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VidAngel uses foul-mouthed ‘dirty dog’ in new ad campaign promoting entertainment filtering features

VidAngel
VidAngel ad campaign on June 1, 2022. |

Video filtering company VidAngel has launched a clever new ad campaign featuring a dirty-talking dog to promote its features that remove offensive language and other adult content from TV shows and movies.      

To reach Christians and non-Christians alike and increase subscribers, VidAngel decided the best way to get viewers' attention was to feature American families' favorite pet, a dog, for its “Dogs are dirty” campaign.  

“Dogs are universally loved and humor has a universal appeal,” VidAngel CEO Bill Aho said of the new ad. “So getting a dog's observations on his humans that use VidAngel is simultaneously warm and funny, which people will enjoy.”

“Dogs are universally loved and humor has a universal appeal,” VidAngel CEO Bill Aho said of the new ad. “So getting a dog's observations on his humans that use VidAngel is simultaneously warm and funny, which people will enjoy.”

Launched in 2013, VidAngel is an entertainment platform created to help parents filter out language, nudity, violence and other content from movies and TV series. 

Aho, the former CEO of ClearPlay, played a vital role in getting the Family Movie Act passed in Congress in 2005 to help consumers control the types of entertainment content that's being watched in their homes.

“Most viewers will see the Dirty Dog campaign on the internet, where there is so much content that you better be entertaining if you expect to break through,” he continued. “That's why we went to the Harmon Brothers. They have a long record of success creating fun, positive and entertaining ads. That, and the Harmon Brothers did the initial advertising for VidAngel almost 10 years ago. So in a way, it was like coming home.”

Shane Rickard, chief operating officer, of Harmon Brothers, said they knew they'd need to create an ad that “would resonate both with VidAngel’s current customers and with those who’ve never heard of the service before.”

“We’ve achieved that with a foul-mouthed and gruff ‘Dirty Dog,’ a hilariously lovable character whose pitch is a memorable way to understand what VidAngel is about and why it matters,” he told CP. 

Aho, a longtime marketing executive, said connecting with its customers is its primary goal and lauded the reunion with Harmon Brothers which created the company's original branding. “The foundation of our relationship with our customers” is what “makes VidAngel something truly meaningful for our team,” he added.

“There are two things I know about Hollywood: No. 1, they make some great shows. Shows we really want to watch. And No. 2, the mature content, whether it's profanity, explicit sex or graphic violence, isn't going away. So that puts many people in a difficult position,” Aho continued. 

"People are left with two options: Do families abstain from content inconsistent with their values, or do they go ahead and watch movies or TV series that interest them while they endure the content?" He asked. 

“VidAngel filtering helps solve that problem. Many shows that some people would not have found acceptable now become something that can be enjoyed, even with the kids. If you hear enough of that language in the media, especially what you allow in your home, it's going to have an effect on how you think and how you talk.”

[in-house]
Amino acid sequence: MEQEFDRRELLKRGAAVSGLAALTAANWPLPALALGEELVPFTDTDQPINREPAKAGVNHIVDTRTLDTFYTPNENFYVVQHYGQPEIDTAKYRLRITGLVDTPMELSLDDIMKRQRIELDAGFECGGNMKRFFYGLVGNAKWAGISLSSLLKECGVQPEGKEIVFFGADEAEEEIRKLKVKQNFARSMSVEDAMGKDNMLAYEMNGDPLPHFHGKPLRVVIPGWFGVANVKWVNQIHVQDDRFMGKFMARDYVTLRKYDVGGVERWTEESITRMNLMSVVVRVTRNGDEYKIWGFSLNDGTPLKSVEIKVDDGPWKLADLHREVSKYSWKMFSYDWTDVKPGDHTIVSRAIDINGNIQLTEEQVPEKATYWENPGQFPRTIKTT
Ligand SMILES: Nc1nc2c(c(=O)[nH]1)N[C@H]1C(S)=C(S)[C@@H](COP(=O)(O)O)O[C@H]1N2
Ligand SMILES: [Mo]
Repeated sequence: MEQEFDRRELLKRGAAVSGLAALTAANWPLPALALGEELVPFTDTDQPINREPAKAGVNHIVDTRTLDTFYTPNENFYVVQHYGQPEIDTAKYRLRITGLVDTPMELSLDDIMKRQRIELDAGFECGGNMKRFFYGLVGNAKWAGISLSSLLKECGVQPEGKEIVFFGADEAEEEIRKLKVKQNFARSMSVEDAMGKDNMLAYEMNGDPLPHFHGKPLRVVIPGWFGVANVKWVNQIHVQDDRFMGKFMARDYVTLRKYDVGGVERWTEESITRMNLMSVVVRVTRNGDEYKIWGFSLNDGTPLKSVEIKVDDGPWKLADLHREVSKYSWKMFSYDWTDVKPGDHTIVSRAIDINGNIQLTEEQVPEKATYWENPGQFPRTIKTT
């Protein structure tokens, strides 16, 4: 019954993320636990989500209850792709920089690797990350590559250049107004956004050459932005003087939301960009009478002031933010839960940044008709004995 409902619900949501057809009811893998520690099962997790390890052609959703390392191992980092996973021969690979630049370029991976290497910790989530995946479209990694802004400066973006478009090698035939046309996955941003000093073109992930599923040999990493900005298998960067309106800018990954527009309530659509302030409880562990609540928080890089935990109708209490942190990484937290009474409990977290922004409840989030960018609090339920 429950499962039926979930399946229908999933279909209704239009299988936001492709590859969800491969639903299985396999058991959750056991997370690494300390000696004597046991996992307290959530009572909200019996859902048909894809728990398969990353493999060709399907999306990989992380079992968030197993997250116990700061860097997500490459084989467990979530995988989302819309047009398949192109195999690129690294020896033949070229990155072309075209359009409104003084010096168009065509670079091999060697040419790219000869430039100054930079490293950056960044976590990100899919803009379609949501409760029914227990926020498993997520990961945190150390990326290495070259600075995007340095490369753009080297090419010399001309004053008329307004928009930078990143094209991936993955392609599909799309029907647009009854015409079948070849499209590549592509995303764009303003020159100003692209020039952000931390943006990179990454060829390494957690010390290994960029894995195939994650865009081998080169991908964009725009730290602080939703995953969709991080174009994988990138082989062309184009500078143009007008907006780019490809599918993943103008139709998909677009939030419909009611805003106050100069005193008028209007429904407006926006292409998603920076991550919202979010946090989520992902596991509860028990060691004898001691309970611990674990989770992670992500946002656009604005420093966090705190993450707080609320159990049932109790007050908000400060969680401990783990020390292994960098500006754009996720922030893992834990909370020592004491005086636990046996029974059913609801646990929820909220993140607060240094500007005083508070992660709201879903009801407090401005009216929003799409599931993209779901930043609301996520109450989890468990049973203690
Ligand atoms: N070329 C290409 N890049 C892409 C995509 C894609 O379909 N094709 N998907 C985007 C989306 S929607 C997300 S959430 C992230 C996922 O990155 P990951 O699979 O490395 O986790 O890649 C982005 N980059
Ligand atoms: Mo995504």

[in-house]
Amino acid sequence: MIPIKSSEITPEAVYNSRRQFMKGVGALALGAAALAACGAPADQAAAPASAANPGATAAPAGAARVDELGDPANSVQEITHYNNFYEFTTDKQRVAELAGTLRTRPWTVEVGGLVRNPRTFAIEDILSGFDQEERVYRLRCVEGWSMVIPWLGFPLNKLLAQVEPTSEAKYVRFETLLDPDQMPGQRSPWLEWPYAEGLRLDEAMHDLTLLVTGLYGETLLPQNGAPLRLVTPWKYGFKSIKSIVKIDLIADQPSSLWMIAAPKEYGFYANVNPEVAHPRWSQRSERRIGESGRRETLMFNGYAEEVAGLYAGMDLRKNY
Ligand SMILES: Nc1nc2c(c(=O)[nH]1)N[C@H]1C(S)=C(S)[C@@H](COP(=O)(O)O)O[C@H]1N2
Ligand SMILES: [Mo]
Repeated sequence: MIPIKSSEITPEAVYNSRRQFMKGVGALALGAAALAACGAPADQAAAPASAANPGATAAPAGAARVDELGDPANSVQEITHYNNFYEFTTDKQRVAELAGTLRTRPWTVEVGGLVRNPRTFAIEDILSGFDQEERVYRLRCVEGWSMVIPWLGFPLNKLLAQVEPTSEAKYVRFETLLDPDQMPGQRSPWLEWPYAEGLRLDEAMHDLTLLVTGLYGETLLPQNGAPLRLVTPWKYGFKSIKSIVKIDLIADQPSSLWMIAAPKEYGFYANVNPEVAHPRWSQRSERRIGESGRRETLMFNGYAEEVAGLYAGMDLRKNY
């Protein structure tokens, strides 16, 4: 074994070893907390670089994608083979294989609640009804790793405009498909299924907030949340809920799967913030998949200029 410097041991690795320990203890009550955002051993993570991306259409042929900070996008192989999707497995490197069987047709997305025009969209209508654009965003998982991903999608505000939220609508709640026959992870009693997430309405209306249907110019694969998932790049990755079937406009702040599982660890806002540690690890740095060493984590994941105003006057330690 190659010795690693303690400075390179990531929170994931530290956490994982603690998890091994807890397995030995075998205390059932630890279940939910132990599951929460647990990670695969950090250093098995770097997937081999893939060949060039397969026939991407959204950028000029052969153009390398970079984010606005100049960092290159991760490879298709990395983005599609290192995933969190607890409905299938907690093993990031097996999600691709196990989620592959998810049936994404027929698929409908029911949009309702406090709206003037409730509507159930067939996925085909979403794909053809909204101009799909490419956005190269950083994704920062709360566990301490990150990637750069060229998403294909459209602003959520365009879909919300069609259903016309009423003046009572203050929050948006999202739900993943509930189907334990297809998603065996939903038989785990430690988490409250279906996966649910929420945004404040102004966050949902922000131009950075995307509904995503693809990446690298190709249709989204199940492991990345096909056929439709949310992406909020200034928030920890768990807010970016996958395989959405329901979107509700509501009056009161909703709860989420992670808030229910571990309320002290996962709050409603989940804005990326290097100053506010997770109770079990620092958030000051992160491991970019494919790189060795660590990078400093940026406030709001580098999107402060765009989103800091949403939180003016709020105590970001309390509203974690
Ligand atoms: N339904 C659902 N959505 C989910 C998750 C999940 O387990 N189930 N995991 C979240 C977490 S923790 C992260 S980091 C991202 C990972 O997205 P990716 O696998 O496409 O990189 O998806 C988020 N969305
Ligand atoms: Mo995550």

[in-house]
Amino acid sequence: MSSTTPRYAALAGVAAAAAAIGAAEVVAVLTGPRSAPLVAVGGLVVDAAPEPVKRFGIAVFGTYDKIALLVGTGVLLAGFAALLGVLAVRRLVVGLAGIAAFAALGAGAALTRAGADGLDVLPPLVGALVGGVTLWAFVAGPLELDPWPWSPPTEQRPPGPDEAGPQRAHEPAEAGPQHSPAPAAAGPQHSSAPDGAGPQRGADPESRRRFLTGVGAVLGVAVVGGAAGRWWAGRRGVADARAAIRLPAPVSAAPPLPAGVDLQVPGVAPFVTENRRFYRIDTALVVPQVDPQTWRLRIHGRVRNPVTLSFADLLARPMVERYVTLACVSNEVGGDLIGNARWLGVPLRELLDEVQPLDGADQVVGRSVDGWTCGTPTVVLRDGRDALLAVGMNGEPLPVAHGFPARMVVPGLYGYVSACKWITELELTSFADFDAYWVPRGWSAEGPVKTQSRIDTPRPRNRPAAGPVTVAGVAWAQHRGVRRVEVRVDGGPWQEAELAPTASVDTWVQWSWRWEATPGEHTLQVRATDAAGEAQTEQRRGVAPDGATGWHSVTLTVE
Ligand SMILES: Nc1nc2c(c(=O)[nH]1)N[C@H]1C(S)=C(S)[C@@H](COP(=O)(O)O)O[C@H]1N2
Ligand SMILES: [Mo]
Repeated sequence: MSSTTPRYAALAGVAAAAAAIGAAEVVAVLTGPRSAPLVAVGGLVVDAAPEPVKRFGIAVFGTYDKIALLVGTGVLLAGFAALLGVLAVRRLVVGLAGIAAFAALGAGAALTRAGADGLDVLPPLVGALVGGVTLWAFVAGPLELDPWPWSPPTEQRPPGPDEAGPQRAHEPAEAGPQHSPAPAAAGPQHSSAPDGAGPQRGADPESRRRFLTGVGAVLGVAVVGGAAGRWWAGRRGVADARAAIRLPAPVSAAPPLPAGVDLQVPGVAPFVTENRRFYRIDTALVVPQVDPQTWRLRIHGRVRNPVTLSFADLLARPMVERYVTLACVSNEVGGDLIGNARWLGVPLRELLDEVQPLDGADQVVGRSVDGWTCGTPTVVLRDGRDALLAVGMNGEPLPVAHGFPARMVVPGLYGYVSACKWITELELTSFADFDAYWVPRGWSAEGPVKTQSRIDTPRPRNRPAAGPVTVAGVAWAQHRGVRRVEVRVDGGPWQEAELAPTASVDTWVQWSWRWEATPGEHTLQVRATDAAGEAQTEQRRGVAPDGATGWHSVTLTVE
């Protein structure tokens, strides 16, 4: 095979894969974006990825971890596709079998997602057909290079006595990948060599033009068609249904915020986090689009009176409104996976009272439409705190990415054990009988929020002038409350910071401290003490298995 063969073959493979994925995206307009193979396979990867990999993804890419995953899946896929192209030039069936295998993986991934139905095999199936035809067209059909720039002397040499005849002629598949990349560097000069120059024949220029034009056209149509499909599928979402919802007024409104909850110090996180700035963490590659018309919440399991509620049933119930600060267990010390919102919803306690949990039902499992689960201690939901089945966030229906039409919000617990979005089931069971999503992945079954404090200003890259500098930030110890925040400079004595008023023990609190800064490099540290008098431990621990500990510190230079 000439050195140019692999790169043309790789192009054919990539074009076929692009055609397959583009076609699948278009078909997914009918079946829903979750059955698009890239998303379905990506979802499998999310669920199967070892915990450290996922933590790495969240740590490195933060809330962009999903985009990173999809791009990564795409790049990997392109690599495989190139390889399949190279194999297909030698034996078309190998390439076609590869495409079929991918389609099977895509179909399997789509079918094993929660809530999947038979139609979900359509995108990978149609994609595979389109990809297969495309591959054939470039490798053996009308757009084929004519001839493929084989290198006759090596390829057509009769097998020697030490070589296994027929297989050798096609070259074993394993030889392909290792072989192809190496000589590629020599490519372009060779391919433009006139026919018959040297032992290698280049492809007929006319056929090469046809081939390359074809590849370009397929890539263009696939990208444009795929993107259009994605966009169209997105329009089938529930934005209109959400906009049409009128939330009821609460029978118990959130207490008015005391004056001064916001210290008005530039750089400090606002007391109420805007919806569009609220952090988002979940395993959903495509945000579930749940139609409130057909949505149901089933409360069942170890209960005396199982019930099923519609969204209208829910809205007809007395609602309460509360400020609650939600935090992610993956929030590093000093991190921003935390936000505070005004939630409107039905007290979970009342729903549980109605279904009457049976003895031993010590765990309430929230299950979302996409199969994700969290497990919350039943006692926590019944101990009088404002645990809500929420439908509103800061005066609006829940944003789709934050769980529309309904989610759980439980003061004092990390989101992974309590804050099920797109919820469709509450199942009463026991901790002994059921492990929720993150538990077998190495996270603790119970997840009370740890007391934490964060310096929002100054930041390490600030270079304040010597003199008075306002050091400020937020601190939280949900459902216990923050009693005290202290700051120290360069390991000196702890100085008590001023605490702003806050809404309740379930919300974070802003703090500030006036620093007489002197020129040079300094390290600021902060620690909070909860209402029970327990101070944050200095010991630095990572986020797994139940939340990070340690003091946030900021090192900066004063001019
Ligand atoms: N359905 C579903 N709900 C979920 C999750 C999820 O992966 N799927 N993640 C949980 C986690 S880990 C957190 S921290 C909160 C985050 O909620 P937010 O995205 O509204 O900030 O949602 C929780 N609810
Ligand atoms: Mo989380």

Aho added, “There's plenty of research that says it's the same with violence, particularly for children. It impacts them, and sex and nudity, of course, it's going to have an impact.”

He lamented that Hollywood is not bothered by those facts, however.

“VidAngel customers have a different perspective,” Aho stressed. “They are acutely concerned about the impact of media on our spiritual selves and so we give them a tool, an option, that can make their media better for them.”

The innovative technology of VidAngel allows customers to filter content from movies and TV shows streaming on platforms such as Netflix, Amazon Prime Video, and AppleTV+. VidAngel has over 15,000 titles on its platform.

Speaking about the Family Movie Act, Aho told CP that “while it's not popular to say anything positive about politics, I did learn that if you get people believing that filtering is good for families, well then, David has a chance [against Goliath].  And maybe a little divine intervention helps as well.” 

The Family Movie Act “saved” the filtering industry, and now, almost 20 years later, it remains the legal foundation that has allowed VidAngel to thrive, Aho said. 

“It's been fun coming back to the filtering industry after all these years," he added. "Buying the business from Angel Studios was an opportunity I just couldn't pass up. Of course, VidAngel had its own battles with Hollywood. But since those legal wars came to an end our business has gone gangbusters.” 

The independent company made national news in 2016 when Walt Disney Co., Lucasfilms, 20th Century Fox, and Warner Bros. all filed a lawsuit against VidAngel, claiming the video streaming service was infringing on their copyrighted material.

The Hollywood studios originally sought about $120 million in damages because they claimed VidAngel had committed willful copyright infringement. In 2020, VidAngel reached a settlement with its plaintiffs and agreed to pay $9.9 million over a 14 years.

With Aho at the helm, VidAngel has “doubled its paid subscriber base in the first year.” After his purchase, the company continues to thrive with a strong backing from people in the faith community.

Jeannie Ortega Law is a reporter for The Christian Post. Reach her at: jeannie.law@christianpost.com She's also the author of the book, What Is Happening to Me? How to Defeat Your Unseen Enemy Follow her on Twitter: @jlawcp Facebook: JeannieOMusic

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